or_sum |= subtractor – counter
input -> ((t11, t12), (t21,t22), (t31,t32), (t41,t42), (t51,t52))
for (t1, t2) in ((t11, t12), (t21,t22), (t31,t32), (t41,t42), (t51,t52)):
or_sum |= (((t1 << 8) | t2 ) << 4) / 2 - ~- SUBTRACTORS[index]
input -> (b1, b2, …, b8)
for b in (b1, b2, …, b8):
or_sum |= (b pow index) ^ XOR_LIST[index]
if or_sum == 0:
print ‘HAPPY’
else:
print ‘SKULL’

It is worth showing some of the generator functions used to implement the stack machine.

function* dup_yield(arg) {
arg = yield, yield(arg_copy), yield(arg_copy)
}
function* swap_yield(arg1, arg2) {
arg1 = yield, arg2 = yield, yield(arg1), yield(arg2)
}
function* from_arr_end_yield() {
yield(stack[stack['length'] – 1 - (yield)])
}

Swap_yield swaps the two variables on top of the stack as they are pushed from top to bottom and are plopped out from bottom to top.

From_arr_end_yield fetches variables from elements in arbitrary depth on the stack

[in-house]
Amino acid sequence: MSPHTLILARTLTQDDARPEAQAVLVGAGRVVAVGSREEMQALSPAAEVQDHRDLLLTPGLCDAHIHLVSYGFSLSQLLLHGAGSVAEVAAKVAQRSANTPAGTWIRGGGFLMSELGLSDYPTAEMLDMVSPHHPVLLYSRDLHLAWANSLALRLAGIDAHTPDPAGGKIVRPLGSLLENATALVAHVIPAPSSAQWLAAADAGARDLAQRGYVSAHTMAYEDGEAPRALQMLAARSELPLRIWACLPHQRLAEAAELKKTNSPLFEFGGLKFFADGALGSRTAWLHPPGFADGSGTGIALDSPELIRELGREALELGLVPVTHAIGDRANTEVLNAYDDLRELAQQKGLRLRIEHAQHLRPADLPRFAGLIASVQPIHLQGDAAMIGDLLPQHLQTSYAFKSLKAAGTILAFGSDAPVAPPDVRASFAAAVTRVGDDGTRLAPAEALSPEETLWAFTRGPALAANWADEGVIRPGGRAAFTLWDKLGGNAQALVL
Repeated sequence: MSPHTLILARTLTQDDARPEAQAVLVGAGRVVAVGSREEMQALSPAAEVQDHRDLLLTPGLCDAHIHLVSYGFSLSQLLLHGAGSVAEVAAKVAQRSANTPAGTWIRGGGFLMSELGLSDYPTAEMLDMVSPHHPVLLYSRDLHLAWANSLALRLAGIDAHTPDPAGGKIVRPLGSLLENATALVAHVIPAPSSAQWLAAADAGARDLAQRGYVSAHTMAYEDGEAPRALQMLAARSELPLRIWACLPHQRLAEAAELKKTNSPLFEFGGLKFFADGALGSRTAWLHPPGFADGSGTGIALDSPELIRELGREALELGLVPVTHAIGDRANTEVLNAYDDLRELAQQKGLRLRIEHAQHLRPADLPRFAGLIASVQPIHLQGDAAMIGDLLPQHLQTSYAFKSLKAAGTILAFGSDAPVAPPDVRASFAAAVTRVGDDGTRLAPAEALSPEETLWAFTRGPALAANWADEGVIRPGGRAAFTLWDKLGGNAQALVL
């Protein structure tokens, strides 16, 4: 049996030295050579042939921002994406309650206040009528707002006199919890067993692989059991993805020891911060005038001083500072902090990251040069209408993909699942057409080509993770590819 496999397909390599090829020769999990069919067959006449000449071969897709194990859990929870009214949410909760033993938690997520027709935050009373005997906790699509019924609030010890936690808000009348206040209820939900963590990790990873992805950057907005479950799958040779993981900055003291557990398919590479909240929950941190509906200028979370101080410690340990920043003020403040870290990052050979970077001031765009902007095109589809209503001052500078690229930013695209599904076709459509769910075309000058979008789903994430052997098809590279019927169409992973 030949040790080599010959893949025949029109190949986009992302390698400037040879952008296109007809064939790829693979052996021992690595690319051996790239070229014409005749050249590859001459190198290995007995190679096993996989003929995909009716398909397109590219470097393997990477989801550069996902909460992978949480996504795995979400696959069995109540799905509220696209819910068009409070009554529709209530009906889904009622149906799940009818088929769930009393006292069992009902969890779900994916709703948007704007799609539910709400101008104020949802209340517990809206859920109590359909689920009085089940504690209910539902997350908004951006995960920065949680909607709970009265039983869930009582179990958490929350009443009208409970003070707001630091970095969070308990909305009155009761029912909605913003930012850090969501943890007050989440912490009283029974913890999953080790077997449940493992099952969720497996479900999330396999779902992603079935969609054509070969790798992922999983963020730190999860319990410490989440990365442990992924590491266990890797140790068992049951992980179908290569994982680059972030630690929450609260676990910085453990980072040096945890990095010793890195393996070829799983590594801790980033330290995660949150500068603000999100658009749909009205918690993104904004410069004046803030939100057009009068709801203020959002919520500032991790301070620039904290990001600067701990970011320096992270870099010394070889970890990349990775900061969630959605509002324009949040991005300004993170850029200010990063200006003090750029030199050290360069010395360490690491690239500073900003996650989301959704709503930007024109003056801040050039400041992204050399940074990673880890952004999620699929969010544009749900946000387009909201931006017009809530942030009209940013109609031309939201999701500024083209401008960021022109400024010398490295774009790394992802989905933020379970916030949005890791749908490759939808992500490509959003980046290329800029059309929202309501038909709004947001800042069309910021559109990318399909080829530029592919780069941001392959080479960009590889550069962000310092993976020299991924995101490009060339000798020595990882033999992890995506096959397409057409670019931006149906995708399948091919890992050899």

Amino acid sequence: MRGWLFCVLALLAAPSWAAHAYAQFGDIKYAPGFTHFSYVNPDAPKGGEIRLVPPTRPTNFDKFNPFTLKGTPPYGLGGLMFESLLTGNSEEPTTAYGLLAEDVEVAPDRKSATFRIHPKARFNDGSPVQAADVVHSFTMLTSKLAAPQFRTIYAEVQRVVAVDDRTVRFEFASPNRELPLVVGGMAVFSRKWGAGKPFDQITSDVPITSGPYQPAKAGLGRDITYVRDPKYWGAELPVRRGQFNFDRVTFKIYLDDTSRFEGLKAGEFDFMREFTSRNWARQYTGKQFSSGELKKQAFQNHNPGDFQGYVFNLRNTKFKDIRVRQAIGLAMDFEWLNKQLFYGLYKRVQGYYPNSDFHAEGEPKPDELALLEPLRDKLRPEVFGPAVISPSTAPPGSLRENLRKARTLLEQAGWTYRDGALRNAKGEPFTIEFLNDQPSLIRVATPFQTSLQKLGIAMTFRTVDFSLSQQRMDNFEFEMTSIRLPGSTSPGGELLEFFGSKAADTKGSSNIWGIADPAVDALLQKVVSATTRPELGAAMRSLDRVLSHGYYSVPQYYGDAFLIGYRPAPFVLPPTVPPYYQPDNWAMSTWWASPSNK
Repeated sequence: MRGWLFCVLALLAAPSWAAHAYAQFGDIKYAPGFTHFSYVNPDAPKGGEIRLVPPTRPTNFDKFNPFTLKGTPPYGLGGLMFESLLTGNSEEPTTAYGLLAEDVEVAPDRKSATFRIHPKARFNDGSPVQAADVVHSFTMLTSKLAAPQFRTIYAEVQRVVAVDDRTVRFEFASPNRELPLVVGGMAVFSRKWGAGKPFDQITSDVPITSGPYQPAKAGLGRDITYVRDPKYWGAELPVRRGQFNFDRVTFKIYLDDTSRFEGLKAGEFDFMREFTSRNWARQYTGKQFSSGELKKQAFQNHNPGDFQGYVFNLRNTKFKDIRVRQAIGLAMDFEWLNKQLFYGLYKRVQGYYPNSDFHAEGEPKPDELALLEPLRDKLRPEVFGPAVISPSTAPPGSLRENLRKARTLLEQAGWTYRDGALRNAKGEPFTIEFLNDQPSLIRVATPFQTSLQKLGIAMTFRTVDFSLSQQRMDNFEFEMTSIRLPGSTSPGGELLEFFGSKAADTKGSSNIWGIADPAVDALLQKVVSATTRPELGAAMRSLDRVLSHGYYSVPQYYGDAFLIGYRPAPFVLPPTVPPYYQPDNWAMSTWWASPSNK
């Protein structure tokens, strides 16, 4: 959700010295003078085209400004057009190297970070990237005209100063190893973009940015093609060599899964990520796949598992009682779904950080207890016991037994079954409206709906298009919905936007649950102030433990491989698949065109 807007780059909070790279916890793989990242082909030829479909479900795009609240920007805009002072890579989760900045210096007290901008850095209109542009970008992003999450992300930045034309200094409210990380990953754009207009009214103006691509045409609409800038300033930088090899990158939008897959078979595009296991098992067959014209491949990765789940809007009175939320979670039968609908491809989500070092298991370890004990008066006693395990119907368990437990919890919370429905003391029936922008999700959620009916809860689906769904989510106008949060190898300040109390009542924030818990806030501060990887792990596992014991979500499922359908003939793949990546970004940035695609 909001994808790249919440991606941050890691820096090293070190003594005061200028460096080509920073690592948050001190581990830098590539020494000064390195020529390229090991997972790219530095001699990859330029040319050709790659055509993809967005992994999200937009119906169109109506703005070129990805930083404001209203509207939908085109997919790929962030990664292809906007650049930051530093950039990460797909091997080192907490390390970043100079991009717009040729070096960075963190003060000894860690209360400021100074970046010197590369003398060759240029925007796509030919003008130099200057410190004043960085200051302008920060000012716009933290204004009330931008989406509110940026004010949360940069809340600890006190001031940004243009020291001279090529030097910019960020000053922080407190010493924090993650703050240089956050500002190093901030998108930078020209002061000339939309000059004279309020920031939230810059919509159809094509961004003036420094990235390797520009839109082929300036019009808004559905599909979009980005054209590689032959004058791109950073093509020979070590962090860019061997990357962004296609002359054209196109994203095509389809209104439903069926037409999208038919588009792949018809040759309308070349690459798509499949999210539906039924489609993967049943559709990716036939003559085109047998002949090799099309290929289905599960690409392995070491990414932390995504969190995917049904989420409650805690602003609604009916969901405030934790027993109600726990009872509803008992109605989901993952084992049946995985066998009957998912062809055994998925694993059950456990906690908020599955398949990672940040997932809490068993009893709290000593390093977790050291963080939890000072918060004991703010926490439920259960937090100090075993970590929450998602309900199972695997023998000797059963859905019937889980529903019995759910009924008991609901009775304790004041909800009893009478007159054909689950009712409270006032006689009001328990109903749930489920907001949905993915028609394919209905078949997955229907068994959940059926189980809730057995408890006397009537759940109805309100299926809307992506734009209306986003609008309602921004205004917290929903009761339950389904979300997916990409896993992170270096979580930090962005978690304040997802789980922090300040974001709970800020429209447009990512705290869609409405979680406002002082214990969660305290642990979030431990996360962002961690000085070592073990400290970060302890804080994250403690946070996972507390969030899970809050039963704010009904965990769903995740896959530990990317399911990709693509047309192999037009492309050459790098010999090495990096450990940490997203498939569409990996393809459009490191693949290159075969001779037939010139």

We can write a solver using z3 which will give us the input 16 + 10 + 8 bytes to the different stages that will result in or_sum = 0. Below we will discuss the solver script we coded:

The first stage requires solving a system of 16 linear equations.

While SMT solvers aren’t the sharpest tools in the shed when it comes to linear algebra (compared to Sage or MATLAB), we used z3 either way, being our go-to tool for constraint solving.

import z3
BIT_SIZE = 16
def dot_product(lhs_vec, rhs_vec):
assert len(lhs_vec) == len(rhs_vec)
dp = z3.BitVecVal(0, BIT_SIZE)
for lhs, rhs in zip(lhs_vec, rhs_vec):
dp += lhs * rhs
return dp
def stage1():
inputs = z3.BitVecs('s1_1 s1_2 s1_3 s1_4 s1_5 s1_6 s1_7 s1_8 s1_9 s1_10 s1_11 s1_12 s1_13 s1_14 s1_15 s1_16', BIT_SIZE)
consts = (
[-95, 31, 58, -19, -87, -51, 71, 72, -9, 79, 33, -35, -21, 42, 13, -70],[64, 100, -27, 66, 22, 68, -21, -2, 26,
74, 48, 93, 68, -79, 69, 92],[49, 56, -75, 16, -79, 21, -5, 27, -7,
27, 50, -3, 13, -39, 2, 91],[82, 40, 15, 31, 56, 78, -6, 55, -53,
81, -42, 24, -15, 80, 46, -50],[-49, -92, -1, -83, -18, -87, -78, -58,